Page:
Courtney turned back to her reflection in the mirror. Her face looked normal to her again. She didn’t look bad for thirty-nine. Sure, there were some tiny lines around her eyes, but wasn’t that to be expected? She stayed out of the sun, wore a ridiculously huge hat when she was outside, and doused herself in serums and lotions with SPF 50. She went for monthly laser peels and skin resurfacing. She hadn’t gone the Botox route yet, but she knew it was just a matter of time. For almost a decade, she’d resisted her cosmetic dermatologist’s urging for her to start with fillers for ‘preventative maintenance.’ Somehow, looking her age was slightly less terrifying to her than sporting that ‘not quite human’ look that she saw everywhere she went in L.A.
“Anyway, it’s nothing to worry about today, it’s just food for thought. And let’s not worry about the Elektra thing. It wouldn’t have been right for your brand anyway.” Yolanda unzipped the case containing her tablet and began going over the schedule.
“So, I checked and the premiere will end at ten fifty-two, we’ll have a limo waiting to take you to the jet. You’re scheduled for four days with Brock, then back home for your appointment with Dr. Debaggio. I want to call Zephyr to start doing your power yoga every morning again. You were really so firm when you were training with him. Dawn, don’t you think she was incredibly firm?”
Dawn nodded without looking up from her phone. “Very firm.”
“What do you think? Zephyr? Or do you want to try something else? Maybe back to Pilates? Barre? It’s really up to you.”
“Wait, can we back up? I was planning to spend a month in the Bahamas. I told you that. Brock and I really need some time together.”
“But I got Dr. Debaggio to squeeze you in. I think you should definitely come home, even if it’s just for a few days. You can always fly back after your appointment.”
“No, cancel it. I’m not rushing home for a laser peel. And if you’re suggesting I’m getting flabby, fine. I’ll…” Courtney waved her hand in the air, “… run on the beach every morning. And I can do yoga myself. Okay?”
“I’m not trying to hurt your feelings. You know that, right? This is my job. To help you eke out every last minute of your career.”
Courtney let her shoulders drop. “I know you are and I appreciate it. I think I just need a break for a few weeks, then I’ll get right back to my routine. I promise. And don’t look so worried. It’ll give you wrinkles.” She gave her a half-smile to let her know they were okay.
Yolanda beamed then went for an overly stoic look, her humor restoring the peace between them before she glanced down at her tablet. “Glad that’s settled. First up is Gordon Hughes from Entertainment Hourly. Then Nikki from CBN, then Karlee, then that new one from WBC, Kristyn, then a quick break for lunch.”
Gasping, Yolanda shut her tablet case. “I didn’t realize how late it was getting. We’ll go make sure the room is ready and prep Gordon.”
“Sounds good. Thanks, ladies. See you in a bit.”
And then they were gone, leaving Courtney alone again in silence, the symphony of humans over. She made her way to the closet, finding her blue jersey-knit dress waiting. She de-robed and stepped into her dress, pulling it up over her hips, then shimmying into it. Her tan Coach pumps were next, followed by a chunky bracelet and earrings. Finally, a quick scan of herself in the mirror. Something caught her eye. Was that…? Dear God! A gray hair. Her heart sank. Another one had popped up overnight right where her part-line was. Why did they always appear right up front and center? “Son of a…”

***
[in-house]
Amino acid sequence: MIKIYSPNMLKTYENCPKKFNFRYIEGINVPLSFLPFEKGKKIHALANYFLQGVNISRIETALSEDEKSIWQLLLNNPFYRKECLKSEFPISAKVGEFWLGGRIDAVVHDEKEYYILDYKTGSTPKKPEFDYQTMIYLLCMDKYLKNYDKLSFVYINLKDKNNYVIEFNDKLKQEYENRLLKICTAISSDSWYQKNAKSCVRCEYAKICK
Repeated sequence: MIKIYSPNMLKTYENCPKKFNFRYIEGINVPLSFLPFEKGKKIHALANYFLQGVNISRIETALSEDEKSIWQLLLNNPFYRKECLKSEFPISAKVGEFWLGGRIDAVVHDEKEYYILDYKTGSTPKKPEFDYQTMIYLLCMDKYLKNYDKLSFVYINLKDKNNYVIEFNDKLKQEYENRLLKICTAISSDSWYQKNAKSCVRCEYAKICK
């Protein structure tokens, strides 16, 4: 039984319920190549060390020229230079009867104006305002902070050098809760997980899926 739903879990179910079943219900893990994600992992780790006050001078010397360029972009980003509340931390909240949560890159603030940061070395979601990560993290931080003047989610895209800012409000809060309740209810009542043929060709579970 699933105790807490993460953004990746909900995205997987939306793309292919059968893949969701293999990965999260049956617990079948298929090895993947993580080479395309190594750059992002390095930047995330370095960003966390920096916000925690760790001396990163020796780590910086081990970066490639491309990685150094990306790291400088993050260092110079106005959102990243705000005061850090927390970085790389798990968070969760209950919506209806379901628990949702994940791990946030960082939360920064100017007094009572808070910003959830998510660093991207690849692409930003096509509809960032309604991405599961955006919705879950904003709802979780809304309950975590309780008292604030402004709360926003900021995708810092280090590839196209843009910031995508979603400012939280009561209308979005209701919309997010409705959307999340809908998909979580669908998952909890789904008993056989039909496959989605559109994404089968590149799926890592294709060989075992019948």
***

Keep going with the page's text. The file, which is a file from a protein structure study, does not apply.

Wes Young wiped his brow with his forearm to stop the sweat from getting past his eyebrows. He was out on the back deck of his cabin, working his punching bag like he did every morning. First the bag, then he’d go for a long jog around Cobalt Lake. Even though it had been over two years since he left the Marines, he was still a staunch believer in keeping his body combat-ready. To Wes, becoming lazy or weak would be worse than death. He let his breath slow as he removed his boxing gloves then took a long drink of water. As Wes stretched his muscular arms, he watched a golden eagle soar over the lake, looking to make an early morning feast out of a trout.
He loved it here at his home, twenty miles outside Aspen, Colorado. Wes still found it hard to believe that this calm, tranquil corner of the world belonged to him. Each day, he had to remind himself that land-mines, tear gas, and semi-automatic weapons were no longer part of his life.
Well, he did have two Glocks, an M11, and an AR-15 assault rifle, but of those, he would only need to bring the M11 when he put on his black suit and went to work later. No more fatigues for him. Now he wore Armani. Not that he gave a shit what the label said. He’d bought what the salesman had told him was on sale at the time.
Wes retied the laces on his trainers, then looked over at his orange tabby cat, Trip, who was dozing in a patch of sun on the grass. Trip was a stray that had appeared at his door a year ago. Wes had reluctantly started feeding him, then as winter closed in, he and Trip seemed to both come to the conclusion that the cat would need to start coming inside to get out of the cold. Now the animal followed him everywhere, even on his morning run. The cat stood and stretched, preparing himself for their journey.
“You ready, boy?” Wes asked, still a little shocked at himself for talking to a mangy cat. “Let’s go!”
And the two were off, racing each other down across the lawn to the gravel trail that followed the water’s edge. Here Wes was free. After over twenty years of following orders and giving them, of living each day knowing it could be his last, he now woke up knowing how lucky he was to be alive and whole. He had a few scars, scattered circles on his shoulder and upper chest where he had been shot, but he had all of his limbs, which was nothing to take for granted.